GoPro Inc (GPRO) – the Comeback Kid We’ve Been Waiting for in 2016?

GoPro Inc logo

GoPro Inc (NASDAQ:GPRO) hasn’t started off 2016 very well. Like other stocks since the beginning of the New Year, the action camera maker has seen its shares fall 40 percent to around $11. Last summer, the stock was trading at an all-time high of more than $60. Could GoPro be the comeback kid we’ve been waiting for so far this year?

GoPro’s Success Stories in 2016

Following reports of job cuts and a negative earnings preannouncement for 2015’s fourth quarter, investors started becoming worried that the tech firm was nothing but a one-trick pony. There was further bad news for GoPro when it confirmed its Hero 5 was being delayed until later in the year.

GoPro Inc logo

It’s these stories that helped the stock tumble double-digits in just 30 days. To say it’s been all doom and gloom would be an understatement. But things could be turning around for GoPro.

Last month, GoPro announced that its users could start to livestream their footage on Periscope, the Twitter Inc (NYSE:TWTR) video app. From skydiving to hide and go seek, Hero 4 users could broadcast their adventures to the rest of the world.

In that same week, GoPro inked a renewal deal with the National Hockey League (NHL) and the National Hockey League Players’ Association (NHLPA). The deal would see GoPro film and produce an 11-part series called “NHL After Dark” that features some of the biggest names in the game.

Just before everyone headed to their sofas for the weekend, it was reported that GoPro and Microsoft Corporation (NASDAQ:MSFT) signed a licensing deal. This helped GoPro see its shares jump as high as eight percent during after-hours trading Friday.

Although its stock isn’t reflecting these positive developments, GoPro is at least trying to become the comeback kid in 2016. Investors everywhere are looking for some brand to accomplish such a feat in this volatile market. GoPro could be that company.

GoPro to Investors: Be Patient While We Simplify

GoPro founder and CEO Nick Woodman is optimistic about the firm’s future. He recently said that the upcoming GoPro Hero 5 will be the most connected and convenient action camera in history.

“GoPro as we have known it today has resonated with our core customer, who wants the solution so badly that they are willing to deal with the inconvenience of manually offloading and accessing and editing their content,” said Woodman. “But we are self-aware and we’re willing to acknowledge that experience is too difficult for the mass market consumer, today.”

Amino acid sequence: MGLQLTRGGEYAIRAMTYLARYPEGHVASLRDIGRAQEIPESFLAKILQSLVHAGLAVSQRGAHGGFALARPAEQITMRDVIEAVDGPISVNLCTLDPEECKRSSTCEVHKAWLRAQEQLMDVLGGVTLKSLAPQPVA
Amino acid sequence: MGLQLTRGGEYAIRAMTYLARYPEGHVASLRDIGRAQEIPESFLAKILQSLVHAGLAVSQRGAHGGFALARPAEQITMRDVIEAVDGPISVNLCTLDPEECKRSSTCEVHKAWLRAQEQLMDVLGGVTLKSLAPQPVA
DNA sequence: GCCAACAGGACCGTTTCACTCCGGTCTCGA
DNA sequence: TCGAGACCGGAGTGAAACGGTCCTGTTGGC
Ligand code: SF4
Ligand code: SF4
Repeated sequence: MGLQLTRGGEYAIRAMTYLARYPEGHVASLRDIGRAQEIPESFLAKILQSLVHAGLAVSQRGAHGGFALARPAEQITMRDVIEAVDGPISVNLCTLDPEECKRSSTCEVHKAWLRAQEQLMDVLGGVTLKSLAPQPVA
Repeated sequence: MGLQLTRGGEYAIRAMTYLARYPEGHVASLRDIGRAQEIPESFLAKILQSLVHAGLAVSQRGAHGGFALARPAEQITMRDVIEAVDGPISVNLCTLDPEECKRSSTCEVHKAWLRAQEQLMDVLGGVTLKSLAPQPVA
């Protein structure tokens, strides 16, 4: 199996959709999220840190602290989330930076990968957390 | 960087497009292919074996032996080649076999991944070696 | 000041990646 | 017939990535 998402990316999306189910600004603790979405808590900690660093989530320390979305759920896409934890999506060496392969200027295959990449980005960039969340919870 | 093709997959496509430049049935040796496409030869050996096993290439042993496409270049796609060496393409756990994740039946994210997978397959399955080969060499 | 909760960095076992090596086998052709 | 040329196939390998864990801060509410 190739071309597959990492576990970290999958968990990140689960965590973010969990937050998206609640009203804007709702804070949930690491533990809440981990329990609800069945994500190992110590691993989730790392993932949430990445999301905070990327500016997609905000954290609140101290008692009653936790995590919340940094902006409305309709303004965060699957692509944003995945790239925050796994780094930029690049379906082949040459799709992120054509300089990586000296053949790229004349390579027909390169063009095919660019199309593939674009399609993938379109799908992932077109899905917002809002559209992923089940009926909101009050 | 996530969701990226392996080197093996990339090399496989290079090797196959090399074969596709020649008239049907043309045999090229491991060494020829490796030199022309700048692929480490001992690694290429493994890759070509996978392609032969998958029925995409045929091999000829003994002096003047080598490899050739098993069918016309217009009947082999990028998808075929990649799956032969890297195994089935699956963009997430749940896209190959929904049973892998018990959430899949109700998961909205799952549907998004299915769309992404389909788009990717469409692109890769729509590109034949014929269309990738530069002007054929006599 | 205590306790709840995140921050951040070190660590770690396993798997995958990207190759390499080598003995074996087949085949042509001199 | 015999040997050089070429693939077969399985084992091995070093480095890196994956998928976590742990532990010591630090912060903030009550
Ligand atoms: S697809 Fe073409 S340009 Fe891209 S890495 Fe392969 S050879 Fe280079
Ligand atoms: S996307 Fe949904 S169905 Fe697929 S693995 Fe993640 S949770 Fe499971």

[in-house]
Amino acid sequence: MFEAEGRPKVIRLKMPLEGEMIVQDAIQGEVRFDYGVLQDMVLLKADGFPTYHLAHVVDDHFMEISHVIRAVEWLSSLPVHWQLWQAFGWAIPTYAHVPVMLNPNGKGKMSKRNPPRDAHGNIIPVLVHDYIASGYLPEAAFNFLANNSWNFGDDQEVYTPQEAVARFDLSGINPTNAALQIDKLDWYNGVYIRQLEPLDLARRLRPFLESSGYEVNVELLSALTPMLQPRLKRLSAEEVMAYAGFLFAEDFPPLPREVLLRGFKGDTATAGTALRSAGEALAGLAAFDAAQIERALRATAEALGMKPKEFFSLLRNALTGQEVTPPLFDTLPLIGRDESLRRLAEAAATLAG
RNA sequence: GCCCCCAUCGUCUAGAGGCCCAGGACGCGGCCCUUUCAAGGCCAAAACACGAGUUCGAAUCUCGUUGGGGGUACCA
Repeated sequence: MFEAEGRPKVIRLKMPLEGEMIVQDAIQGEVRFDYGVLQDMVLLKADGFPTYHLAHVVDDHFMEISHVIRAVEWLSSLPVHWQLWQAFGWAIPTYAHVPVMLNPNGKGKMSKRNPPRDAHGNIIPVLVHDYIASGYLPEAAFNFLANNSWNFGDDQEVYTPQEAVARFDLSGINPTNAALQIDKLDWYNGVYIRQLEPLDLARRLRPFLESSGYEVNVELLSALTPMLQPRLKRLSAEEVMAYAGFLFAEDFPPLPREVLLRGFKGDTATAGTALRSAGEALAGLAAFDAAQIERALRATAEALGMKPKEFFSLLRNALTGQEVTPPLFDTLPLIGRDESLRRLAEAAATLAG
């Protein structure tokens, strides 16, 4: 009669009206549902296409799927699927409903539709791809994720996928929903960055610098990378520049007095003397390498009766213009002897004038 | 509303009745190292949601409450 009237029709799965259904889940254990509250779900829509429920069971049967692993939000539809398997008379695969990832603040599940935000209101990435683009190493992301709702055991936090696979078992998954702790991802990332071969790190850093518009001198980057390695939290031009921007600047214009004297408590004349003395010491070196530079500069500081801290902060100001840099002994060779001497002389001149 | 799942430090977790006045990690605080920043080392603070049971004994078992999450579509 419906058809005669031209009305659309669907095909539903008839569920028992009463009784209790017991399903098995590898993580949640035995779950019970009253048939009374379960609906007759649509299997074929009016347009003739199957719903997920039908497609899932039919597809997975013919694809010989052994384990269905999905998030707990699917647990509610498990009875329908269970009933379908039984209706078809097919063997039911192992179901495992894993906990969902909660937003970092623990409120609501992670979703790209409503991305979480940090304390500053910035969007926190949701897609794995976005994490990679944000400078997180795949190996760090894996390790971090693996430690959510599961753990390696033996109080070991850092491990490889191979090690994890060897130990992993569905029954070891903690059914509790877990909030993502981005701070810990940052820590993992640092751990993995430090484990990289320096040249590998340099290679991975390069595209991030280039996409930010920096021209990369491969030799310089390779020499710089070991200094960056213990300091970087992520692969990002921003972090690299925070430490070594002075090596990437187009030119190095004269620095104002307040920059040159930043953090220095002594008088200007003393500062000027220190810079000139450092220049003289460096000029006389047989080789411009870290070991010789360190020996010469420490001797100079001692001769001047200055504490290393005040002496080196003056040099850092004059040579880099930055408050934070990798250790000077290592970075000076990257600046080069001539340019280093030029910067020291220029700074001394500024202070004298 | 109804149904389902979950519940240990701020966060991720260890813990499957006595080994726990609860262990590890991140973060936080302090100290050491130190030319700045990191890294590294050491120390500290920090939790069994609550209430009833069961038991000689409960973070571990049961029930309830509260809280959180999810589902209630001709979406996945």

Woodman pointed to upcoming changes to the software on its products and the software used in order to edit photos and videos captured with its cameras.

In other words, are GoPro’s mounting problems just do with usability? Woodman thinks so, even if its feigned enthusiasm.

For those on the outside looking in, they do not share that level of enthusiasm.

A Look at GoPro’s Finances, Immediate Future

Seeking Alpha‘s Mark Hibben pegged the question if its management is “clueless about the competition.” In summary, Woodman noted that its rivals aren’t having an impact on its business, which the author thought was complete nonsense. He alluded to both high-end and cheap knockoffs as suggesting the competition is fierce, and it’s likely having an effect on the firm’s bottom line.

After the firm released its latest quarterly earnings reports, experts conceded that falling demand and growing competition were some of the reasons for its tepid performance. Friday’s market selloff should also serve as an indication in investors’ lack of confidence in the company.

Forecasts also show a weak revenue outlook of $160 million, compared to the previous expectations of $298 million.

Also, in April, GoPro will no longer sell its Hero, Hero+ and Hero+ LCD entry-level cameras. This move will cost the firm $57 million in the quarter.

Some changes were made at the executive level, too. GoPro chief financial officer Jack Lazar is stepping down, and will be replaced by former chipmaker Qualcomm executive Brian McGee.

In the end, Woodman is asking investors to take a wait-and-see approach and judge the firm on its 2016 performance. According to Woodman, GoPro will be defined by its simplification and new technology – it will be releasing Karma, a flying drone camera this year.

Will investors heed to his simple request? Time will tell. But if GoPro doesn’t turn the company around in the coming months and post promising numbers then investors will go elsewhere.

Tuesday’s trading session saw GoPro shares climb three percent. It’s gradually trying to return to prominence.

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